Review: Faster than a Speeding Bullet: The Rise of the Graphic NovelA book review article by: Jason Sacks
Faster than a Speeding Bullet is a concise survey of comics and graphic novels, telling the history of the comics medium and the rise of the modern graphic novel in only 67 pages. This book is clearly intended for school libraries and schoolteachers who want to dip a toe into the water of exploring this medium. Unfortunately the book's brevity, its quality control, and its scope of coverage make this book less than essential.
At 67 pages, this book is extremely short for a history and survey of the graphic novel medium. 90 years of history about the comics medium is covered in a mere 16 pages at the beginning of the book. Barely a word is written about the creation of Batman or about the rise of Marvel Comics in the 1960s, though most of chapter two is devoted to EC Comics and Fredric Wertham's attacks on the comics medium.
But while Weiner devotes less than a paragraph to the work of Jack Kirby, he spends much more time on the work of other creators. He devotes a full chapter to Will Eisner's A Contract with God, an appropriate choice because the book was one of the first real American graphic novels. Weiner also devotes full chapters to Neil Gaiman and Sandman, Art Spiegelman's Maus, Jeff Smith and Bone, and Scott McCloud's epochal Understanding Comics.
All of these are important and worthy comics that are obviously enduring classics, but all are older works that show a concentration on the 1990s and early 2000s. The most recent few years have seen the rise of more great graphic novels, and their absence in this survey seems lacking. Where is the discussion of the evergreen Vertigo series like Y: the Last Man, Preacher or Animal Man? For that matter, why does Weiner barely mention Marvel Comics at all in this book, when the company dominates industry sales? How can you create a survey of comics history that barely mentions Spider-Man?
Most glaring is the book's final chapter. Because this is the second edition of a book that was first published in 2003, Weiner has almost a decade of comics to cover in order to update the book. In order to bring readers up to date, Weiner surveys the medium in a breathless six-page final chapter. There have been more great graphic novels published in the last decade than in the whole history of comics up to that time, but Weiner's book just devotes a handful of pages to the last ten years.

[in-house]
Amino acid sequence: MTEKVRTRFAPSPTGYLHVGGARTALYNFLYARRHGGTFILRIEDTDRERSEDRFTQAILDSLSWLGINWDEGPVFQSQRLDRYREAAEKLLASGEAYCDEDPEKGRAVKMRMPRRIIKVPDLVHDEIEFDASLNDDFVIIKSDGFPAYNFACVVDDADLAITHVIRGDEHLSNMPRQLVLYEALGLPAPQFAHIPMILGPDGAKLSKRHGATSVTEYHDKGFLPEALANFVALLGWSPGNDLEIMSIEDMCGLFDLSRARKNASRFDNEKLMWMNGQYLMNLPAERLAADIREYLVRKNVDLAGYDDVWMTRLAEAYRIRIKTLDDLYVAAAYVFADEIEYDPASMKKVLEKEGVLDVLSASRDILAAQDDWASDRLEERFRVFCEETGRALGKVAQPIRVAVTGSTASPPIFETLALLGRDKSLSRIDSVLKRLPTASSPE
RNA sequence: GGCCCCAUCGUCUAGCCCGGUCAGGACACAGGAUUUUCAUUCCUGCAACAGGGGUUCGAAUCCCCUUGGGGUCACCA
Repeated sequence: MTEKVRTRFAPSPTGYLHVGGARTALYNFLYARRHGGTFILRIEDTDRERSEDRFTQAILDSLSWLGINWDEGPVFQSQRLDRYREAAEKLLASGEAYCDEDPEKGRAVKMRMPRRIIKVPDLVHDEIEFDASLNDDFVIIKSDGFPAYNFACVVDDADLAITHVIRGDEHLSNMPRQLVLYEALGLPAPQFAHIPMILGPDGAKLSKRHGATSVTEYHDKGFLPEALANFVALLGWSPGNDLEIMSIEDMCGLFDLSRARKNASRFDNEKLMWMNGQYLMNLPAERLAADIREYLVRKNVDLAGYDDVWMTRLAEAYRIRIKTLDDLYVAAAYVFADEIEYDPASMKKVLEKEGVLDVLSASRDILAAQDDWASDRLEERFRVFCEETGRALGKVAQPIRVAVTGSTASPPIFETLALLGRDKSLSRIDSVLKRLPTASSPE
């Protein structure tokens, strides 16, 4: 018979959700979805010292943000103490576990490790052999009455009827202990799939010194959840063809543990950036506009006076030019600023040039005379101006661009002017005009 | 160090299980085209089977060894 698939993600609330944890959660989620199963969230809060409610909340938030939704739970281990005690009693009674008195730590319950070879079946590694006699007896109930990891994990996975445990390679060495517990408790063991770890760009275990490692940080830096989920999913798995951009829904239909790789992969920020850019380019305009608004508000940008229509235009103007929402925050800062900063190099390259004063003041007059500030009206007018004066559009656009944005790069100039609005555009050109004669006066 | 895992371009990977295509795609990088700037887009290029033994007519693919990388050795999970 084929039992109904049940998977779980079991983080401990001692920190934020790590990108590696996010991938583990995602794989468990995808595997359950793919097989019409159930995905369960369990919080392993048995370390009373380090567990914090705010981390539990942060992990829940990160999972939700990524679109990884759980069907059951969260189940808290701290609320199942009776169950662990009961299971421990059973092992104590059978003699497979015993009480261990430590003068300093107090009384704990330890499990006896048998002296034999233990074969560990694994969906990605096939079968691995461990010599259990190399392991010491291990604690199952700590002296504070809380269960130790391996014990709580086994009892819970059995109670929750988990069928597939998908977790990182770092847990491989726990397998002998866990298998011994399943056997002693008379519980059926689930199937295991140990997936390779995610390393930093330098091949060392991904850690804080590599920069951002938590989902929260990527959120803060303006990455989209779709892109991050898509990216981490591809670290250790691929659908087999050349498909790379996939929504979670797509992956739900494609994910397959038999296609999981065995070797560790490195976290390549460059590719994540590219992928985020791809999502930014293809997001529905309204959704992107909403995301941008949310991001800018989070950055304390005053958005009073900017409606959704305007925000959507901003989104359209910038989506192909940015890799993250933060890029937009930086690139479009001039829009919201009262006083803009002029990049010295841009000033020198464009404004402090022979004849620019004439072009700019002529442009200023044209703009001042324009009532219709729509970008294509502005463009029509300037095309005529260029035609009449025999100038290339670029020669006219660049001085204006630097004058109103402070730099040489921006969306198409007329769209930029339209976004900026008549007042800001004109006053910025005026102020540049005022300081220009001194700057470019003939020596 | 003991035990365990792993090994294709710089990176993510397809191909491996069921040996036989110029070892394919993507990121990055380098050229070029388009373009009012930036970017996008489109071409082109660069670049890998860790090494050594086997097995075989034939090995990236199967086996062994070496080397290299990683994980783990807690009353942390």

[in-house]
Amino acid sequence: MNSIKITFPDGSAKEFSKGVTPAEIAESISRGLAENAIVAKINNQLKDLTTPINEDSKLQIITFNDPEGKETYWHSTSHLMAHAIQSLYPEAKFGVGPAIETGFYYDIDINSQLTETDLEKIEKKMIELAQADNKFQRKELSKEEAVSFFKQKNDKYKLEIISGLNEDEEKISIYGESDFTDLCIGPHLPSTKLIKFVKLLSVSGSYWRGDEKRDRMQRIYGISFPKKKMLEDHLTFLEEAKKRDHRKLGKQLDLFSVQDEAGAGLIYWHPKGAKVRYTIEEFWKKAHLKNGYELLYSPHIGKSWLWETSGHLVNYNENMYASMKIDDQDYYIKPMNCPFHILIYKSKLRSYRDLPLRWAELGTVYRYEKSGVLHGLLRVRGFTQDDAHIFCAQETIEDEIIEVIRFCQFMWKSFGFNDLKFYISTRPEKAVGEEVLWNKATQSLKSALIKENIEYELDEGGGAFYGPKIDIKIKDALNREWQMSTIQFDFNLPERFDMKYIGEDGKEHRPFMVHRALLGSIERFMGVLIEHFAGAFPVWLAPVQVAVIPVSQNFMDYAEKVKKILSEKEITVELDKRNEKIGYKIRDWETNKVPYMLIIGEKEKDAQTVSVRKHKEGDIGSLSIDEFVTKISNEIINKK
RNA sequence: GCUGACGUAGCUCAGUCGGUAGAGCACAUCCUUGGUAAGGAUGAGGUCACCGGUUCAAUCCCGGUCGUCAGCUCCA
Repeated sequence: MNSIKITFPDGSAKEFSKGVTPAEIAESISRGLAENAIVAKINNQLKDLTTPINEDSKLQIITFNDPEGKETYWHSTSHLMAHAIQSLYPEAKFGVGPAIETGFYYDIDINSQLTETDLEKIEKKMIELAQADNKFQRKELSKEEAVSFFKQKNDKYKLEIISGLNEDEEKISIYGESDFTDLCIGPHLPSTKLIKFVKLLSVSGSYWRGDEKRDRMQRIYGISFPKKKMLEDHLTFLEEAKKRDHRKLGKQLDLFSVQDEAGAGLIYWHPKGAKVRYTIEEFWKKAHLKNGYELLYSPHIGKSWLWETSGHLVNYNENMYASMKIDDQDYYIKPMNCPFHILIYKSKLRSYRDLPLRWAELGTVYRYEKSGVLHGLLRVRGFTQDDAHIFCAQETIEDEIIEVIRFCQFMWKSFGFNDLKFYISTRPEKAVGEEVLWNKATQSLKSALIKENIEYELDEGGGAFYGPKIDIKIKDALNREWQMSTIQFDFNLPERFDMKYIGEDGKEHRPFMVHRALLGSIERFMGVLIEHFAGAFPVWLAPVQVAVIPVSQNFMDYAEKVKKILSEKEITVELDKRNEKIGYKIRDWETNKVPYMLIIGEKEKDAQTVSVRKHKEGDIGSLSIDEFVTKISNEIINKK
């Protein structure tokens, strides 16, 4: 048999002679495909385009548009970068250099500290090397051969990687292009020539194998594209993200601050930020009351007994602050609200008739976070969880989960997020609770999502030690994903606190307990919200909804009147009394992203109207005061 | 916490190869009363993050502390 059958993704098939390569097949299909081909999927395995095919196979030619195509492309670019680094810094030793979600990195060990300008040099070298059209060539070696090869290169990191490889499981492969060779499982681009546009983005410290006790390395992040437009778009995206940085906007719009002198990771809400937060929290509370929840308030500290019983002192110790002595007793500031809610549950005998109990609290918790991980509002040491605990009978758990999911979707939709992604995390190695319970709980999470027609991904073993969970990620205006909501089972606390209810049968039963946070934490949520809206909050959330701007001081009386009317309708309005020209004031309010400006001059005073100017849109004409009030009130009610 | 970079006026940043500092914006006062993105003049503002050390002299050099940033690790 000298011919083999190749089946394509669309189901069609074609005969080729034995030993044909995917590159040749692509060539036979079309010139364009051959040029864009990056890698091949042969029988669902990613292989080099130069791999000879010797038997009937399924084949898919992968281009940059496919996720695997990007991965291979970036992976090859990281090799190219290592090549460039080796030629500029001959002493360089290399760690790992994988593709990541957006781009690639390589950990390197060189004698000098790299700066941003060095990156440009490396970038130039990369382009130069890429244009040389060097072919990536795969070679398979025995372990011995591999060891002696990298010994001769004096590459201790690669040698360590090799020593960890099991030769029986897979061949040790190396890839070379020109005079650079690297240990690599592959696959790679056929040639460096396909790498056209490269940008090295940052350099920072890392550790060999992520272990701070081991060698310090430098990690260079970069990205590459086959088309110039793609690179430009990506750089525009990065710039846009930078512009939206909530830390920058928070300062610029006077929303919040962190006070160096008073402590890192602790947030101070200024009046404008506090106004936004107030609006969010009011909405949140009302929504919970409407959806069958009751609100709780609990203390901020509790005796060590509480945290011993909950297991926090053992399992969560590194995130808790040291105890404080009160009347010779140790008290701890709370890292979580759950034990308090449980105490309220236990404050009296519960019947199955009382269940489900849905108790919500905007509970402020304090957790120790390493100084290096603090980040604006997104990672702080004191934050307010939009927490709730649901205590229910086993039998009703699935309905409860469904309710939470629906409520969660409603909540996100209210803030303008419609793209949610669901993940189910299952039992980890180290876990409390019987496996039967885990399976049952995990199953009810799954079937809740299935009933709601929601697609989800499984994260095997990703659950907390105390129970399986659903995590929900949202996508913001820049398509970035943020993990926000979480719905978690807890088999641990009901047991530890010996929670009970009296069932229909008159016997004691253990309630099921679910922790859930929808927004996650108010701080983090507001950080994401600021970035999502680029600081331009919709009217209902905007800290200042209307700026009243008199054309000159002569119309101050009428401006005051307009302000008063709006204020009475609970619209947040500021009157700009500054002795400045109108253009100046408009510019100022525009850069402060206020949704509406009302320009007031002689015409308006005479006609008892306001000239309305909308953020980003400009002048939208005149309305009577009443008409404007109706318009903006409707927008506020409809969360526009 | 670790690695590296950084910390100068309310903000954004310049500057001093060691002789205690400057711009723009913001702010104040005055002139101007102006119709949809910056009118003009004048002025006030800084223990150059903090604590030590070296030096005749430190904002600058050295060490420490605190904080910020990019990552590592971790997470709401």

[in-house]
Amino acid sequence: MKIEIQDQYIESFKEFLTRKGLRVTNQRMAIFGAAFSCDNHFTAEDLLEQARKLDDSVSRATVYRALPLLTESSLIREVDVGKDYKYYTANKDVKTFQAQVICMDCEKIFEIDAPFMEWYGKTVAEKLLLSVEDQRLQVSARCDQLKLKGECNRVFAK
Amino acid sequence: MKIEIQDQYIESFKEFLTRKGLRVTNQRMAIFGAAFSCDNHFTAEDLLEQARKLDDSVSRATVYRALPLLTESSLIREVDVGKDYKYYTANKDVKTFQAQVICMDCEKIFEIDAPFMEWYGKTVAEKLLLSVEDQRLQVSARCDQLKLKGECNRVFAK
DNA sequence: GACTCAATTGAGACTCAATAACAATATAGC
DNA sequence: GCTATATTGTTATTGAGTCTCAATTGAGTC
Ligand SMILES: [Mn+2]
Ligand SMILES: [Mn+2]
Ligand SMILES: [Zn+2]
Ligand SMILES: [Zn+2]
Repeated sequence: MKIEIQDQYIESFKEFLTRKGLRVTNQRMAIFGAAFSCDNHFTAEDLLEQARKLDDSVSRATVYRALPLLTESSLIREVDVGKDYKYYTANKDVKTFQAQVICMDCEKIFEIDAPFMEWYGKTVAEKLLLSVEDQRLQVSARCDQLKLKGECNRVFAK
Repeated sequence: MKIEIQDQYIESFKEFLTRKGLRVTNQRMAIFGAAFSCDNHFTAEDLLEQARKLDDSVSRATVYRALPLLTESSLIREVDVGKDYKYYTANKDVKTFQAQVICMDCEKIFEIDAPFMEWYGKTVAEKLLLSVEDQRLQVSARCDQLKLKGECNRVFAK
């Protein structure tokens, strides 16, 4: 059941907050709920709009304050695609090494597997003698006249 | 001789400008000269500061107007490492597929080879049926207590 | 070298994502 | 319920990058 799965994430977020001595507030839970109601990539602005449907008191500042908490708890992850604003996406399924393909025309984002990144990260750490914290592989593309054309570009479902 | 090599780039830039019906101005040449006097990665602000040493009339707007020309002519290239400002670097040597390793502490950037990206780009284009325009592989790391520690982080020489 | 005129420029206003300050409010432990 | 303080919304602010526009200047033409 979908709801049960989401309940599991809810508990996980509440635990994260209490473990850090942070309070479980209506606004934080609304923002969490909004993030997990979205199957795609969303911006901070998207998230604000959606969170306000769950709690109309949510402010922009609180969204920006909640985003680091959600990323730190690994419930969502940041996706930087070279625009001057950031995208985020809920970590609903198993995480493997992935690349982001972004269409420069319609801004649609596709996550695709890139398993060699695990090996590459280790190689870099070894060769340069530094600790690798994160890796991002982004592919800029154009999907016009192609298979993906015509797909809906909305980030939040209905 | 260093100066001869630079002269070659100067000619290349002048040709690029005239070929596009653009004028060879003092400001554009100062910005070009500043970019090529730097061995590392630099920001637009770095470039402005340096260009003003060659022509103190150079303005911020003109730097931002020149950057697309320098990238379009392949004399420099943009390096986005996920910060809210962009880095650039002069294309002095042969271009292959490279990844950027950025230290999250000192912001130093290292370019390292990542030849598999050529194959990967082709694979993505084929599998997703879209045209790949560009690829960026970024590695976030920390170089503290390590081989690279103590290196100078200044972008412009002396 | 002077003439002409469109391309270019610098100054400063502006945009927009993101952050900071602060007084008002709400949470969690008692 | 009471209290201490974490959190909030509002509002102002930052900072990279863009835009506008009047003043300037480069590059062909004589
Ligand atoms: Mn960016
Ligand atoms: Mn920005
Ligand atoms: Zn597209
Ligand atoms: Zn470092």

For instance, manga – perhaps the most popular type of comics – gets exactly one paragraph devoted to it in this chapter. No middle school kid will be satisfied with that tiny discussion of such a giant topic. Furthermore, the update chapter only touches on a handful of great newer graphic novels – any devoted comics fan will find a long list of great graphic novels that were excluded from this chapter.
Quality control on this book is also weak, with a substantial number of typos and other syntactical confusion in the book. Spider-Man is called Spider-man in the book; Frank Miller's Ronin is referred to as a ninja comic when there are no ninjas in the book; a discussion of Love & Rockets repeats its description of Fantagraphics as the book's publisher; the commentary about Daniel Clowes's Ghost World is over-the-top rhapsodic in its over-praise of the book.
This isn't a terrible book, and I'm sure it will be popular in school libraries or with neophyte fans looking for a good survey of the medium and a list of interesting graphic novels to check out. But with a good edit pass, Faster than a Speeding Bullet could have been a much better book.